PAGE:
But it's a different story in Korea, where KARD's name is usually mentioned by experts as a unique case of a mixed-gender group seeing success in a market oversaturated by single-gender bands, but the group's lesser-common music style and particular makeup has been keeping the band's music on the lower end of the Korean music charts.
KARD described its quest to expand its fandom in Korea as "the biggest homework" in an interview with a Korean press in 2020.
"And we're still working on our homework," J.Seph said. "I don't think the workload has gotten smaller because we can't just overlook the domestic market. We've thought very hard about how we could make it work, but it's not easy. At the same time, we're grateful to be able to think about this because it means we're receiving so much love from overseas."
While having both genders in the team gives depth and versatility to the band's music, members are aware that it does make it difficult for fans to completely immerse into the band, especially in K-pop.
"Liking an artist takes place in many forms, which are often similar to affections you would have toward a lover," J.Seph said. "But with KARD, it can feel like you're always seeing your boyfriend with a really close woman friend or vice versa. It can bother some people, and I think it's part of the reason our fandom is not growing much."
Somin added, "Our songs are also difficult to sing along to. There's Jiwoo and me singing melodic lines and then suddenly powerful rap lines, and it's not something you can sing along in a karaoke."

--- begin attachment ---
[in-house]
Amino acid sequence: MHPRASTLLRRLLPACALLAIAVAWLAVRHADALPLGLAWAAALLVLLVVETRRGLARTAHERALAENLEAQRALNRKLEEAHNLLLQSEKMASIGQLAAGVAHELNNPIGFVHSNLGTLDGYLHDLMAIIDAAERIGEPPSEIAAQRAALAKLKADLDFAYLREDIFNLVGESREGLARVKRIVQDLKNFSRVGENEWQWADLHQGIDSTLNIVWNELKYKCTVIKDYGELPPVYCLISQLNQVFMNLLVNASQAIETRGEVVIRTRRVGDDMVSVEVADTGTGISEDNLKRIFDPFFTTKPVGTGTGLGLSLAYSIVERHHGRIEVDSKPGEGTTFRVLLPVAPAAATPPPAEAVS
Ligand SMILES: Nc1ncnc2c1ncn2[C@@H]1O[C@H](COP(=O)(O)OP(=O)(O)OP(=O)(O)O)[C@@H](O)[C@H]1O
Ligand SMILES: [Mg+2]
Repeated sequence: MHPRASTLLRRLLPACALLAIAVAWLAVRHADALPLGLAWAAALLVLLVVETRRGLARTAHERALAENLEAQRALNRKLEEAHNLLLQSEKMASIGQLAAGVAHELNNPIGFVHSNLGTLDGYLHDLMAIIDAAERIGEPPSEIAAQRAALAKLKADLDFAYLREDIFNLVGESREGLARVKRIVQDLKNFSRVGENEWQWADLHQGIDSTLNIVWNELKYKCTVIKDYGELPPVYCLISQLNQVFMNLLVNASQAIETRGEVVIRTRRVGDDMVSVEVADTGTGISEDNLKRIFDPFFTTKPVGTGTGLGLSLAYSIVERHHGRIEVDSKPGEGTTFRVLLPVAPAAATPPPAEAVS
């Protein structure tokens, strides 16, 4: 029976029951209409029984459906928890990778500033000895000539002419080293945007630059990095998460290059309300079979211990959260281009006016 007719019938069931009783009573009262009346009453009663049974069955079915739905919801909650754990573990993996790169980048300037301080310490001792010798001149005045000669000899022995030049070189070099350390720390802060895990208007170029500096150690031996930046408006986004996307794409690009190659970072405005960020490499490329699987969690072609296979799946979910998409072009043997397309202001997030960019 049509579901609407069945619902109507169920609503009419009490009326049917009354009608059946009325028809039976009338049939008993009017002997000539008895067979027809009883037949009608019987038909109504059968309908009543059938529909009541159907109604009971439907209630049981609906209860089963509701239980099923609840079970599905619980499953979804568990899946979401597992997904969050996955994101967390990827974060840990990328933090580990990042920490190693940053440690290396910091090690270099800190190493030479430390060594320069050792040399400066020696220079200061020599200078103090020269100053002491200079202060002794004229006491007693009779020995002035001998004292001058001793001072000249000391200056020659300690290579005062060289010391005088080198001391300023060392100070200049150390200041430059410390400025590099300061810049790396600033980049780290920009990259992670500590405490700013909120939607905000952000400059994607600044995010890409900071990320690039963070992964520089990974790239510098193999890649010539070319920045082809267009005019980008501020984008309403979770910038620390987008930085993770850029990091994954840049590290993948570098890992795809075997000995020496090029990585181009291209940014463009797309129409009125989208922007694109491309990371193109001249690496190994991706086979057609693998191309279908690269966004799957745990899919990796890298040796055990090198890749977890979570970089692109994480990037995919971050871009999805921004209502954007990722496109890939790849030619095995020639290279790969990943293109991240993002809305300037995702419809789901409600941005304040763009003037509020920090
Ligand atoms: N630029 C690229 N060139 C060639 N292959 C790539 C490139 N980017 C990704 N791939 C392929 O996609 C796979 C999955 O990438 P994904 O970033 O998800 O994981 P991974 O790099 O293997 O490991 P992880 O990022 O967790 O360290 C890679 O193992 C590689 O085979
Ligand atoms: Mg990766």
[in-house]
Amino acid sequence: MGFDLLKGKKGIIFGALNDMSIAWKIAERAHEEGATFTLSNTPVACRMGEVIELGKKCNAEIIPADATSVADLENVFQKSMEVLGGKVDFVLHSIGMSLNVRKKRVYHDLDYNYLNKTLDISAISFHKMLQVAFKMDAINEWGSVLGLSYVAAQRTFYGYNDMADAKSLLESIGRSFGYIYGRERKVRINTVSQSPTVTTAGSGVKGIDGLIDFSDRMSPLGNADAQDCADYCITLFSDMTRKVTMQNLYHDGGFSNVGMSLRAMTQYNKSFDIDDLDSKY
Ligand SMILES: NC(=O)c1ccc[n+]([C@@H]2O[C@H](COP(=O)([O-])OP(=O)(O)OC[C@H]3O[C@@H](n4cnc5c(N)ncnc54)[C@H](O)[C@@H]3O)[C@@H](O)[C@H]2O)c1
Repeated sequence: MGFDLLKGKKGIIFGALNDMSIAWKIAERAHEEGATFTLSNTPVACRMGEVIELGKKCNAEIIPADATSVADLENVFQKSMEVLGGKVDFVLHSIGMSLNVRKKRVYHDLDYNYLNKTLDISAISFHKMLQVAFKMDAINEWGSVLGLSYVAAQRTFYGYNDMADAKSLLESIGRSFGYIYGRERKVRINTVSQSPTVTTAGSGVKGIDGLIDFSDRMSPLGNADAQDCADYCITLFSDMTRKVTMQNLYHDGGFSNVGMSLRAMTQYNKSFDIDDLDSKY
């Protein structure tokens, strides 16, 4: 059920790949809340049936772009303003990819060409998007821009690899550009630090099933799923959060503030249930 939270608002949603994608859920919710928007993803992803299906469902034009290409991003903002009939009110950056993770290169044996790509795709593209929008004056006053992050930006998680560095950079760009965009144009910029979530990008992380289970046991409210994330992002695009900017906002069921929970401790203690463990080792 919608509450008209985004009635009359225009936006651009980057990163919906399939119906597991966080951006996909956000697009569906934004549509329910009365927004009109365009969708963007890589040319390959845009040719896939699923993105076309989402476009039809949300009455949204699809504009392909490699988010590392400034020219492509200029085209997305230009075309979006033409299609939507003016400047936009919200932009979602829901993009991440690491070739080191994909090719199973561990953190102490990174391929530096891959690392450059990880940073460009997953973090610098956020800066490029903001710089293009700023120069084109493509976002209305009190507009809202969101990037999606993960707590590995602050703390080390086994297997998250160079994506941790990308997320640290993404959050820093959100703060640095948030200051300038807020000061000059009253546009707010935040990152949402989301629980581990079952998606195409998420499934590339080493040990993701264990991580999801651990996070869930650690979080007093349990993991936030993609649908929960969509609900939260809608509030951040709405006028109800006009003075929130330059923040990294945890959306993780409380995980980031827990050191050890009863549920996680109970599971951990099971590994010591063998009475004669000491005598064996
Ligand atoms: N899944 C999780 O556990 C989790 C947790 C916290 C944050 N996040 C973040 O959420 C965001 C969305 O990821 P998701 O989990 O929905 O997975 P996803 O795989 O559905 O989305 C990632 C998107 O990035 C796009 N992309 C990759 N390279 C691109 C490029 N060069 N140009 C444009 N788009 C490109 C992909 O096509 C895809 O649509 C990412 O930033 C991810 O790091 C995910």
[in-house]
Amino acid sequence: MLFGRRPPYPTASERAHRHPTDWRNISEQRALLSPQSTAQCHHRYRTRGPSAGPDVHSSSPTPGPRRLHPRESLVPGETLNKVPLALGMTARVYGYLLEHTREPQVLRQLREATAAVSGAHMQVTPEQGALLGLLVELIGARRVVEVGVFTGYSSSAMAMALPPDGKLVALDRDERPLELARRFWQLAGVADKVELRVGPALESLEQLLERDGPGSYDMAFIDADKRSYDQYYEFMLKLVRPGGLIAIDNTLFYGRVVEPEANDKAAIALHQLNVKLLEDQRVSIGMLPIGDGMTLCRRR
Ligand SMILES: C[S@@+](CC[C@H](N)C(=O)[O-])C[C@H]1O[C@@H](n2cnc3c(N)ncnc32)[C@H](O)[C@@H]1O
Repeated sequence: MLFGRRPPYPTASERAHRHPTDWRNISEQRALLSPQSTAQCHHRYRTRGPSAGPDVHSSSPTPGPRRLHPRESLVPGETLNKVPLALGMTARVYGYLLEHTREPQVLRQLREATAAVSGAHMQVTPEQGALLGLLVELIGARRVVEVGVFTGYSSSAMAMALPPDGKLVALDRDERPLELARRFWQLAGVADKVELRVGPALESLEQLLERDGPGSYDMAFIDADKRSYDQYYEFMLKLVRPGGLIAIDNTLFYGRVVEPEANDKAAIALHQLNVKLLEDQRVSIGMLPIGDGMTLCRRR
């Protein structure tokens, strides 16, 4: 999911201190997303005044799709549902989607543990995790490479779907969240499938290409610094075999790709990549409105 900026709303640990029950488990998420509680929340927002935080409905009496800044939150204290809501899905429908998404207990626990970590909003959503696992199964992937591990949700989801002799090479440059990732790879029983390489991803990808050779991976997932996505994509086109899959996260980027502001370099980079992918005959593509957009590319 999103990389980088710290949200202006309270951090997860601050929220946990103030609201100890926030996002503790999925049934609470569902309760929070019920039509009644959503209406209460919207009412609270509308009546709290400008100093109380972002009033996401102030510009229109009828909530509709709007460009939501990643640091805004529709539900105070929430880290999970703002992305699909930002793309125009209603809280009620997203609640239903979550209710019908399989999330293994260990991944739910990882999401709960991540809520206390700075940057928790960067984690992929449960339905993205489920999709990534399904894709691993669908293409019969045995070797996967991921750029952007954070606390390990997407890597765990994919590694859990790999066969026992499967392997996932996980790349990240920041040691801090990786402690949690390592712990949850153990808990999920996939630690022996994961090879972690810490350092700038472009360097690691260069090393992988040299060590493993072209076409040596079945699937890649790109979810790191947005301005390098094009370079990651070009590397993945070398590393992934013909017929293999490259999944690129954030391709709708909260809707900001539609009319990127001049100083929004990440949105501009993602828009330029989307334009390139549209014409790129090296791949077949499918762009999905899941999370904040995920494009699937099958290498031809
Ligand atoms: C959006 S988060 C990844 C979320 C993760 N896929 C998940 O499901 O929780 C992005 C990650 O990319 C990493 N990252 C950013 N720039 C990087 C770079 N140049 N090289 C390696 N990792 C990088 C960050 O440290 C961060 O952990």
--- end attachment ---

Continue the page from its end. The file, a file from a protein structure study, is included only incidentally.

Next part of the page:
The only way to overcome this is through good music and performance — to become a long-running mixed-gender pop group like the Korean trio Urban Zakapa. All members renewed their contracts with DSP Media last year because even though their "homework" seemed difficult, no one wanted to give up.
"It wasn't a matter of whether or not we'll renew our contract and continue as KARD. It was a matter of how we'll negotiate our terms because we'll continue anyway," BM said, adding, jokingly, he is "very satisfied" with the results.
"Right now, our goal is to win first place at a television music show," BM said. "Just imagining it brings me to tears."
"We wish that our songs are heard so much in the streets that our friends and family don't have to tell us that they've heard our song," Jiwoo added.
All the hardships aside, the members said that being a part of KARD has been the best experience anyone could hope for.
"Our profession is about how much attention we get from the public, and the size of that attention determines the size of your success," BM said. "But along the way of trying to win people's attention, there are so many things that you have to hold off from. You have to endure a lot. But I think we did a good job, and that's the best thing I could have done."
"I just want a little more, a little more until we become No. 1."
BY YOON SO-YEON [firstname.lastname@example.org]